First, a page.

“Fences” is August’s most accessible play for the audience of a broader American population, because it deals with so many of those American themes and it’s so well-structured. It’s classic August Wilson — the poetry is great, the character development is wonderful — but the structure of this play is comparable to “Death of a Salesman,” or Eugene O’Neill’s “[A] Moon for the Misbegotten,” or any of Tennessee Williams’ plays. … The first act will run an hour, the second act will run 50 minutes, there will be a 10-minute intermission, and then after those two hours, hopefully [the audience] would have then laughed, thought and cried. And that’s what great American theater is.Last spring, Bartlett Sher, resident director of the Lincoln Center Theater, staged a very successful production of “Joe Turner’s Come and Gone.” At the time it was announced, he was the first white director to direct a Wilson play on Broadway, and it brought up a bit of controversy because a lot of people felt Wilson always wanted to provide opportunities for African American artists. Then there was another perspective that if we are going to look at Wilson’s work in the canon of American drama, other perspectives should be brought to the table. Can you share your viewpoint about that particular production and the decision of having a white director direct Wilson on Broadway?
You know, I’m way past [that] component of the conversation, because August certainly has had other white Americans direct his plays. He was very careful about his Broadway productions because those plays usually went the regional theatre route, and he’d already had a working relationship with the director for over a year to deliver the play to Broadway, and he always wanted to work with a director that he was comfortable with and respected their work. …
I think one of the reasons August was so persistent about black directors — for example, when “Fences” was up to be developed as a film, he wanted a black director — his point was that African Americans had not been offered an opportunity to direct Tennessee Williams or Eugene O’Neill. We weren’t offered to direct any of their work, so when folks say, “Oh, we want the best director,” many times that is [a] code word for … “We’re not gonna even consider a black director.” So if you pick the 50 best film directors and none of [them] are African American, and you say these are the 50 best, what does that mean? …Now that Mr. Wilson has passed on and is no longer working on these plays, now is the test of the literary weight of his text. As you approach “Fences” — as you approach any of his work from now on — can you talk to us about what it’s like to look at his plays? Are they just solid classics that are being performed? Are you looking for new things? What is it like now that his 10-play cycle is in this canonization process?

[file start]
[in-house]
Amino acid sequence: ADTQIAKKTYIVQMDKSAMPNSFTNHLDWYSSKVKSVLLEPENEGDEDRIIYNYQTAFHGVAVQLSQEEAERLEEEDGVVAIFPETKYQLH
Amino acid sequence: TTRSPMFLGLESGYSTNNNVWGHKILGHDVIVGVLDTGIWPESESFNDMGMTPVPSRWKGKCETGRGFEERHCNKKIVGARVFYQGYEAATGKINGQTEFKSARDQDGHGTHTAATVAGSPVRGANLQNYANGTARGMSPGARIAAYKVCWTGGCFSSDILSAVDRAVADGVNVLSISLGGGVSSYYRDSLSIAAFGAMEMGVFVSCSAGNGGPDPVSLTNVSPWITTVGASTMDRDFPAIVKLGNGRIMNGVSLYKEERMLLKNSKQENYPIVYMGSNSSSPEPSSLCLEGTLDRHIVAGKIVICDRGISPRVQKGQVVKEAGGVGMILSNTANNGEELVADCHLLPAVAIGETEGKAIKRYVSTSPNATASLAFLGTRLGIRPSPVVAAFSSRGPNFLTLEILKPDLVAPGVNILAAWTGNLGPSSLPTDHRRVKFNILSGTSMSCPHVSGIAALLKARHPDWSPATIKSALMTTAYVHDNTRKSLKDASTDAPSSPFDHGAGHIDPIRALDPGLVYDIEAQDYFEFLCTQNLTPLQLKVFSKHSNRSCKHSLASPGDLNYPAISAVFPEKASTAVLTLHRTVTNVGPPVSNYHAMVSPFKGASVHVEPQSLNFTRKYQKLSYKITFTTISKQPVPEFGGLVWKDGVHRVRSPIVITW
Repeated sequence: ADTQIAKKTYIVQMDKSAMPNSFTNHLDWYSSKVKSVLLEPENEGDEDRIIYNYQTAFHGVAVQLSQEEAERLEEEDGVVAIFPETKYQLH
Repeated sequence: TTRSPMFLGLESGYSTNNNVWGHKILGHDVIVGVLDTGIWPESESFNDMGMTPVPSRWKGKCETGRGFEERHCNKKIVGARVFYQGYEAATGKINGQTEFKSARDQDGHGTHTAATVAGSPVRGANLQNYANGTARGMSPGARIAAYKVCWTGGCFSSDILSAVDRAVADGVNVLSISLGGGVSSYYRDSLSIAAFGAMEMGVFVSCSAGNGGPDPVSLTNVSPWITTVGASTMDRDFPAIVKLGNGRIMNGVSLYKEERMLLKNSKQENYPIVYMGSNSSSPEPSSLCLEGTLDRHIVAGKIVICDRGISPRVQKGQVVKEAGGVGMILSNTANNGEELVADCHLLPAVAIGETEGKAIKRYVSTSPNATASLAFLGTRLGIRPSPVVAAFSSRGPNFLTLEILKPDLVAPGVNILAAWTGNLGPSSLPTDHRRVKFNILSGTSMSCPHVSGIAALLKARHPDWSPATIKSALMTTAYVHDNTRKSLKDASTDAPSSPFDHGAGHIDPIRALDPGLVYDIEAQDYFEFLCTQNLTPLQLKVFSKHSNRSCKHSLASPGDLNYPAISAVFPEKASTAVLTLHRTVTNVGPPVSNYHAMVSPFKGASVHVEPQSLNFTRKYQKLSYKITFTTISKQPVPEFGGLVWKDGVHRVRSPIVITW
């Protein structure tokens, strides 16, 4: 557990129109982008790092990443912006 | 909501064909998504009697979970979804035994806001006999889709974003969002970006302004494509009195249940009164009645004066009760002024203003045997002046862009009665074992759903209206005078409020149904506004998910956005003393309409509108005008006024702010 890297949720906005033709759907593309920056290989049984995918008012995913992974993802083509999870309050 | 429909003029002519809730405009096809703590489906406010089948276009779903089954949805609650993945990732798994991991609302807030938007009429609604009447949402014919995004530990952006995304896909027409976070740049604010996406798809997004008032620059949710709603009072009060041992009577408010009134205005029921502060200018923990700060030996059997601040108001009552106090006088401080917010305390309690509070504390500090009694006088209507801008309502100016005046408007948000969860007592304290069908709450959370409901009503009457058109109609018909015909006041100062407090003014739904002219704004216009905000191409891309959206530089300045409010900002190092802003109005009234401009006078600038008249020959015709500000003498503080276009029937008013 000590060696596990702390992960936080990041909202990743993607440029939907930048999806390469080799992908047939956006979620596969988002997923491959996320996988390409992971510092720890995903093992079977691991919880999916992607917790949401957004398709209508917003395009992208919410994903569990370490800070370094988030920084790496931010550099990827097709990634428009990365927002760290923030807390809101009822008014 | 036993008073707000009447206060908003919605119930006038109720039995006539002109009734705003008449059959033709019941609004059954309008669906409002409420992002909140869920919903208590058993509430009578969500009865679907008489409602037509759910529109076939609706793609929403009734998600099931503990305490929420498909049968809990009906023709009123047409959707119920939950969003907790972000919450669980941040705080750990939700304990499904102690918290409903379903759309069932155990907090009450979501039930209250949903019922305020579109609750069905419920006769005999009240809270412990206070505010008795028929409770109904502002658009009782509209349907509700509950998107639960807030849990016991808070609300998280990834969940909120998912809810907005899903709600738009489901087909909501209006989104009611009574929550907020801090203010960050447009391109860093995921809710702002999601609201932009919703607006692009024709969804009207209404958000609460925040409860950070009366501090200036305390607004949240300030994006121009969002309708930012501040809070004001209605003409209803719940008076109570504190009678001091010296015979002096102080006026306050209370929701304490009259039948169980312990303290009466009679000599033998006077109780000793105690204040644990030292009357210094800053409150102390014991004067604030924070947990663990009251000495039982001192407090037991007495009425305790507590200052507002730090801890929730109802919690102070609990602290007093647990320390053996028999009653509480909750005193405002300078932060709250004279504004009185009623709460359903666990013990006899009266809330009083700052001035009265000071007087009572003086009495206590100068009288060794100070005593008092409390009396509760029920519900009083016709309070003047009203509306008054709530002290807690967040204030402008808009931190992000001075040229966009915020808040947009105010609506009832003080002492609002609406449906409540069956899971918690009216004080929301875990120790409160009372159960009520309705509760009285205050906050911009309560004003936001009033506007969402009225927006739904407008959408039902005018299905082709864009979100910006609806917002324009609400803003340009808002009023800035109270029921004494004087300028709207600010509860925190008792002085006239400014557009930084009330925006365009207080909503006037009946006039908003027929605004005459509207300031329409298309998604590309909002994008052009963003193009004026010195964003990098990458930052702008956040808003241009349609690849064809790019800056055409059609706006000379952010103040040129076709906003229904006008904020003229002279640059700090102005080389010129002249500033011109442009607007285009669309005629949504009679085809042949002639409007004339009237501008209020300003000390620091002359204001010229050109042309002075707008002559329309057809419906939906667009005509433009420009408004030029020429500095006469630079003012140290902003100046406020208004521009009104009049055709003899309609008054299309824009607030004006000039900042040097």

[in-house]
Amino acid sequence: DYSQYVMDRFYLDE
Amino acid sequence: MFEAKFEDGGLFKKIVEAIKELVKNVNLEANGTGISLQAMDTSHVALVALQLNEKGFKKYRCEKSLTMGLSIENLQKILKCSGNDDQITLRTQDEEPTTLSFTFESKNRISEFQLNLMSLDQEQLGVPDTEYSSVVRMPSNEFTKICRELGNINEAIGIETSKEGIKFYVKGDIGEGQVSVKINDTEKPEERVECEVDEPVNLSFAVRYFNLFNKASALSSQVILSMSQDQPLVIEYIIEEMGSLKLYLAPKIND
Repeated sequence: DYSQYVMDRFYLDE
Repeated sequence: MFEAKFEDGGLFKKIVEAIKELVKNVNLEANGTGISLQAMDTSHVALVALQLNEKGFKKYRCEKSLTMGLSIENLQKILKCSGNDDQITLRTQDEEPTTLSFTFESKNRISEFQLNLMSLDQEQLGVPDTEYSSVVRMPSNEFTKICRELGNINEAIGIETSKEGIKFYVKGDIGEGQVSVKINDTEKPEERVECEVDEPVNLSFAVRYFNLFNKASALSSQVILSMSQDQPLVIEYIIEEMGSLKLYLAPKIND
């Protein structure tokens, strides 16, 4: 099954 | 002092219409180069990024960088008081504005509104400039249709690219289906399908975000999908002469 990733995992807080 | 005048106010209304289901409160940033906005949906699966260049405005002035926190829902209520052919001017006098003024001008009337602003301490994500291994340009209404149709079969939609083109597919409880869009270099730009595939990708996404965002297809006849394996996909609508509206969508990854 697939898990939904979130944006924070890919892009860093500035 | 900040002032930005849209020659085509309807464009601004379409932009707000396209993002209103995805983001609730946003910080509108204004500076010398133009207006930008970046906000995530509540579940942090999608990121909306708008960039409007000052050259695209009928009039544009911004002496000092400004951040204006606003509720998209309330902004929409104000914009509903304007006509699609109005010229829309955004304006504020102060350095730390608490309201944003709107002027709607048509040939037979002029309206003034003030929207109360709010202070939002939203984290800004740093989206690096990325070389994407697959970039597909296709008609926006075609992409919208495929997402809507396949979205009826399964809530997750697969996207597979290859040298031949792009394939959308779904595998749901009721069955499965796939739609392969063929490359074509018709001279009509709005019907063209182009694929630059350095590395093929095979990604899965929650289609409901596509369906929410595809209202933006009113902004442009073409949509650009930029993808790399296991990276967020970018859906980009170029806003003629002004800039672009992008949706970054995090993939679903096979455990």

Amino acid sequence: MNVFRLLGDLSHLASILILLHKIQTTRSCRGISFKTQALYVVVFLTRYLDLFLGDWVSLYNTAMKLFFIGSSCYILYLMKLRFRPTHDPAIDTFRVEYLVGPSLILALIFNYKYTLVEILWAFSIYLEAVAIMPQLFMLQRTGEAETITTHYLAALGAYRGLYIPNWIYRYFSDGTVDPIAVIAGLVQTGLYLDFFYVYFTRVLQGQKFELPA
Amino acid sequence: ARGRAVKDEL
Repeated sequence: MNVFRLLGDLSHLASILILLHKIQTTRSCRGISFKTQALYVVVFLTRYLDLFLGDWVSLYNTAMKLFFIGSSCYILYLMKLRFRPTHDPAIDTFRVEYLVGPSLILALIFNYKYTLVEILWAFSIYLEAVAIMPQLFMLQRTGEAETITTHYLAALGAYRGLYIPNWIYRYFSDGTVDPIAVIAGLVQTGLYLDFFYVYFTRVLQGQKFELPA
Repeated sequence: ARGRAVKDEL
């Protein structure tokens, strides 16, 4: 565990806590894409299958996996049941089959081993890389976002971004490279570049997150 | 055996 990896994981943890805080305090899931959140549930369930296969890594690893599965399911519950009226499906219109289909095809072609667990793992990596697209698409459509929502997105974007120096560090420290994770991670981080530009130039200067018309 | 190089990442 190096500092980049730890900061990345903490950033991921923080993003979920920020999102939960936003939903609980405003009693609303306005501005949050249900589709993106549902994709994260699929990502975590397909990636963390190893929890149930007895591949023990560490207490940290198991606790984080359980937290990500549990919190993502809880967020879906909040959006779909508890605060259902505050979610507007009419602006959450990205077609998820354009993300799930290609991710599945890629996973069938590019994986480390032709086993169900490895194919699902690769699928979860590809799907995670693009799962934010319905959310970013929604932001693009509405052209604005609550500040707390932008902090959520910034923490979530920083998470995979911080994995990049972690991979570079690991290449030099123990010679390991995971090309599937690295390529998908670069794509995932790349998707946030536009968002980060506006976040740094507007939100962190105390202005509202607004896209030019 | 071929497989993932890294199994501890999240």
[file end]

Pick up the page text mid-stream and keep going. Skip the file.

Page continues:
Well … you know, he wrote 10 great plays, and they are like 10 children, and as a parent for those 10 plays you’re like, “I like ’em all for different reasons.” But I also think that we have a responsibility to keep them in the mind of our young people, to introduce them to young folks, to encourage artists to reinterpret the material and honor his poetry, his rhythm and his text, but also to look at it and find themselves in the work. …
I think that’s a lot for us to put our arms around, so every time I work on these plays, I always consider it an honor and a privilege. And I am always looking for me in the play — where am I now, how is this speaking to me now, how does this speak to a living audience? I’m not doing this for an audience in 1995, I’m doing this for an audience in 2009, so how can I make it relevant? How can I make it mean something to them, beyond the history of it all? …
So the goal is to keep introducing him to as many people [as] I know. Because if you say to folks, “What is your favorite African American classic?” they say “A Raisin in the Sun,” and that’s it. And it’s like, “Wait a minute.” We have to do a better job in presenting our work and keeping our artists alive, and not let James Baldwin and Zora Neale Hurston or Lorraine Hansberry — not let these people go. … It’s important for us to keep interpreting, just like how [Anton] Chekhov and Shakespeare get reexamined, and … keep it alive.Akiba Abaka is the producing artistic director of Up You Mighty Race Theatre Company.